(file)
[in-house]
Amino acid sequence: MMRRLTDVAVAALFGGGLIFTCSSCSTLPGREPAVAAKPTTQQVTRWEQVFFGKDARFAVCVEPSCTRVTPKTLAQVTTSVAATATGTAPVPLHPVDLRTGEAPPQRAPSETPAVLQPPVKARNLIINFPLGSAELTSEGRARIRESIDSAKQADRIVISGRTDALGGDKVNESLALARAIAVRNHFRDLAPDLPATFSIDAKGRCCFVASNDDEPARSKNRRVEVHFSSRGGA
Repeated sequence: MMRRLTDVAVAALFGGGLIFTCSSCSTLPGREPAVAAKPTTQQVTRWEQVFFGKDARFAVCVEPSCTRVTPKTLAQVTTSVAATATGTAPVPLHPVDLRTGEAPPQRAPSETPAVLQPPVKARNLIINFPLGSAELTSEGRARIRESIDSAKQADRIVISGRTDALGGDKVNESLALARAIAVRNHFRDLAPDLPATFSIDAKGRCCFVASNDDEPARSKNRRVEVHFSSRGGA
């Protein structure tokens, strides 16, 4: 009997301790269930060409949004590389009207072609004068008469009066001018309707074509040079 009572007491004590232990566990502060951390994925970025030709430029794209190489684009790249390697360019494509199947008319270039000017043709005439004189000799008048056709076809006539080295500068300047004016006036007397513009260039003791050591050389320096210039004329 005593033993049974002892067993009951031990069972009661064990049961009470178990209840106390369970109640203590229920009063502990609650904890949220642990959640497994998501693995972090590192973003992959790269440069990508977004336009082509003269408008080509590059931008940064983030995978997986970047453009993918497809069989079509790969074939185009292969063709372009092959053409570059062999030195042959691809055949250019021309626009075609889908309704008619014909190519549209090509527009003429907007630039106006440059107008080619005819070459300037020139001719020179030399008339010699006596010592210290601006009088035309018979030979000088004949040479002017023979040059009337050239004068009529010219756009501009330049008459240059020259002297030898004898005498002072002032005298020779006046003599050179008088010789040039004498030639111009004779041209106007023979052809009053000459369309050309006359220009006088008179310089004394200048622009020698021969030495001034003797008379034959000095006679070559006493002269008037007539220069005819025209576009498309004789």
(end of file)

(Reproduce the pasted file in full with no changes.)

[in-house]
Amino acid sequence: MMRRLTDVAVAALFGGGLIFTCSSCSTLPGREPAVAAKPTTQQVTRWEQVFFGKDARFAVCVEPSCTRVTPKTLAQVTTSVAATATGTAPVPLHPVDLRTGEAPPQRAPSETPAVLQPPVKARNLIINFPLGSAELTSEGRARIRESIDSAKQADRIVISGRTDALGGDKVNESLALARAIAVRNHFRDLAPDLPATFSIDAKGRCCFVASNDDEPARSKNRRVEVHFSSRGGA
Repeated sequence: MMRRLTDVAVAALFGGGLIFTCSSCSTLPGREPAVAAKPTTQQVTRWEQVFFGKDARFAVCVEPSCTRVTPKTLAQVTTSVAATATGTAPVPLHPVDLRTGEAPPQRAPSETPAVLQPPVKARNLIINFPLGSAELTSEGRARIRESIDSAKQADRIVISGRTDALGGDKVNESLALARAIAVRNHFRDLAPDLPATFSIDAKGRCCFVASNDDEPARSKNRRVEVHFSSRGGA
């Protein structure tokens, strides 16, 4: 009997301790269930060409949004590389009207072609004068008469009066001018309707074509040079 009572007491004590232990566990502060951390994925970025030709430029794209190489684009790249390697360019494509199947008319270039000017043709005439004189000799008048056709076809006539080295500068300047004016006036007397513009260039003791050591050389320096210039004329 005593033993049974002892067993009951031990069972009661064990049961009470178990209840106390369970109640203590229920009063502990609650904890949220642990959640497994998501693995972090590192973003992959790269440069990508977004336009082509003269408008080509590059931008940064983030995978997986970047453009993918497809069989079509790969074939185009292969063709372009092959053409570059062999030195042959691809055949250019021309626009075609889908309704008619014909190519549209090509527009003429907007630039106006440059107008080619005819070459300037020139001719020179030399008339010699006596010592210290601006009088035309018979030979000088004949040479002017023979040059009337050239004068009529010219756009501009330049008459240059020259002297030898004898005498002072002032005298020779006046003599050179008088010789040039004498030639111009004779041209106007023979052809009053000459369309050309006359220009006088008179310089004394200048622009020698021969030495001034003797008379034959000095006679070559006493002269008037007539220069005819025209576009498309004789």